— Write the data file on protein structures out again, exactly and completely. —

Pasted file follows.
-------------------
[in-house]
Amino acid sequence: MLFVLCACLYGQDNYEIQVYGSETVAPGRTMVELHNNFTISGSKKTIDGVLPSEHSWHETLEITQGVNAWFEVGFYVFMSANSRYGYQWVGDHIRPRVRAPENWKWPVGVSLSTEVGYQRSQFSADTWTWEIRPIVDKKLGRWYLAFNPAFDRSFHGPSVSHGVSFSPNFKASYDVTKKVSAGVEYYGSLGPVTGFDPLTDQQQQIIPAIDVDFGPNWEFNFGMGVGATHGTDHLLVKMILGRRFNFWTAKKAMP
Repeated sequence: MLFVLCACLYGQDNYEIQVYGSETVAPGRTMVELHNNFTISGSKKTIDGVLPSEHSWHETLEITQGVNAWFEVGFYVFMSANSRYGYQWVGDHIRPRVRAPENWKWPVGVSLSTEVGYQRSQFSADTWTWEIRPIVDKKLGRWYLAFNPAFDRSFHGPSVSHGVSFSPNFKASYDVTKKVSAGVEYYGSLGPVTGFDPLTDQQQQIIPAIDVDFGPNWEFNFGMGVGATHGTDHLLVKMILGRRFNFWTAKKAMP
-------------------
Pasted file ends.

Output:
[in-house]
Amino acid sequence: MLFVLCACLYGQDNYEIQVYGSETVAPGRTMVELHNNFTISGSKKTIDGVLPSEHSWHETLEITQGVNAWFEVGFYVFMSANSRYGYQWVGDHIRPRVRAPENWKWPVGVSLSTEVGYQRSQFSADTWTWEIRPIVDKKLGRWYLAFNPAFDRSFHGPSVSHGVSFSPNFKASYDVTKKVSAGVEYYGSLGPVTGFDPLTDQQQQIIPAIDVDFGPNWEFNFGMGVGATHGTDHLLVKMILGRRFNFWTAKKAMP
Repeated sequence: MLFVLCACLYGQDNYEIQVYGSETVAPGRTMVELHNNFTISGSKKTIDGVLPSEHSWHETLEITQGVNAWFEVGFYVFMSANSRYGYQWVGDHIRPRVRAPENWKWPVGVSLSTEVGYQRSQFSADTWTWEIRPIVDKKLGRWYLAFNPAFDRSFHGPSVSHGVSFSPNFKASYDVTKKVSAGVEYYGSLGPVTGFDPLTDQQQQIIPAIDVDFGPNWEFNFGMGVGATHGTDHLLVKMILGRRFNFWTAKKAMP